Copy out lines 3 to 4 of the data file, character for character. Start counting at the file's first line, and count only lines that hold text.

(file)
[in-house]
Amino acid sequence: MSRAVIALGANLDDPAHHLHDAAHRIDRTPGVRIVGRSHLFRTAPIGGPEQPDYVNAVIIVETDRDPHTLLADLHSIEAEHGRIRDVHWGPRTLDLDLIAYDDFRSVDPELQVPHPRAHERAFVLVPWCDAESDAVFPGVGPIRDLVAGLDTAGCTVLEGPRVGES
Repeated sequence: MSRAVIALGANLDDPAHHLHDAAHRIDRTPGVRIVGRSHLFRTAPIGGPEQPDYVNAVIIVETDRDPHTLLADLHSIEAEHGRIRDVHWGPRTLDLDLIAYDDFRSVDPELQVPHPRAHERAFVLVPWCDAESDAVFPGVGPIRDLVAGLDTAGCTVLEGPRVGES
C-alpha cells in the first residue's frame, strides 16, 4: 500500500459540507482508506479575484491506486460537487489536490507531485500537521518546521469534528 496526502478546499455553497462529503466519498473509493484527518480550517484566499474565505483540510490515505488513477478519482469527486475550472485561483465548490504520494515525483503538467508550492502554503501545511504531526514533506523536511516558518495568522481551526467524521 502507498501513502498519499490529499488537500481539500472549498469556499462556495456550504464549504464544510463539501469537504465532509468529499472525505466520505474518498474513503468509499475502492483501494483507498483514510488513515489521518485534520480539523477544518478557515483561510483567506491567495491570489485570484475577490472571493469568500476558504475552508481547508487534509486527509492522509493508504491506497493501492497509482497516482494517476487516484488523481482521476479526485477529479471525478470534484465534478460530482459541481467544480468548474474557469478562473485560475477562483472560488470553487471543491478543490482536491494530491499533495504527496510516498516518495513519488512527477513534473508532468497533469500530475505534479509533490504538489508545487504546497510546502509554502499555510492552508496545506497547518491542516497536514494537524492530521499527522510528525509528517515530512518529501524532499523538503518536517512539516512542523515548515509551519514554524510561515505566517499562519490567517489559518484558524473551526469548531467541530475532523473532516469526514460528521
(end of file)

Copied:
Repeated sequence: MSRAVIALGANLDDPAHHLHDAAHRIDRTPGVRIVGRSHLFRTAPIGGPEQPDYVNAVIIVETDRDPHTLLADLHSIEAEHGRIRDVHWGPRTLDLDLIAYDDFRSVDPELQVPHPRAHERAFVLVPWCDAESDAVFPGVGPIRDLVAGLDTAGCTVLEGPRVGES
C-alpha cells in the first residue's frame, strides 16, 4: 500500500459540507482508506479575484491506486460537487489536490507531485500537521518546521469534528 496526502478546499455553497462529503466519498473509493484527518480550517484566499474565505483540510490515505488513477478519482469527486475550472485561483465548490504520494515525483503538467508550492502554503501545511504531526514533506523536511516558518495568522481551526467524521 502507498501513502498519499490529499488537500481539500472549498469556499462556495456550504464549504464544510463539501469537504465532509468529499472525505466520505474518498474513503468509499475502492483501494483507498483514510488513515489521518485534520480539523477544518478557515483561510483567506491567495491570489485570484475577490472571493469568500476558504475552508481547508487534509486527509492522509493508504491506497493501492497509482497516482494517476487516484488523481482521476479526485477529479471525478470534484465534478460530482459541481467544480468548474474557469478562473485560475477562483472560488470553487471543491478543490482536491494530491499533495504527496510516498516518495513519488512527477513534473508532468497533469500530475505534479509533490504538489508545487504546497510546502509554502499555510492552508496545506497547518491542516497536514494537524492530521499527522510528525509528517515530512518529501524532499523538503518536517512539516512542523515548515509551519514554524510561515505566517499562519490567517489559518484558524473551526469548531467541530475532523473532516469526514460528521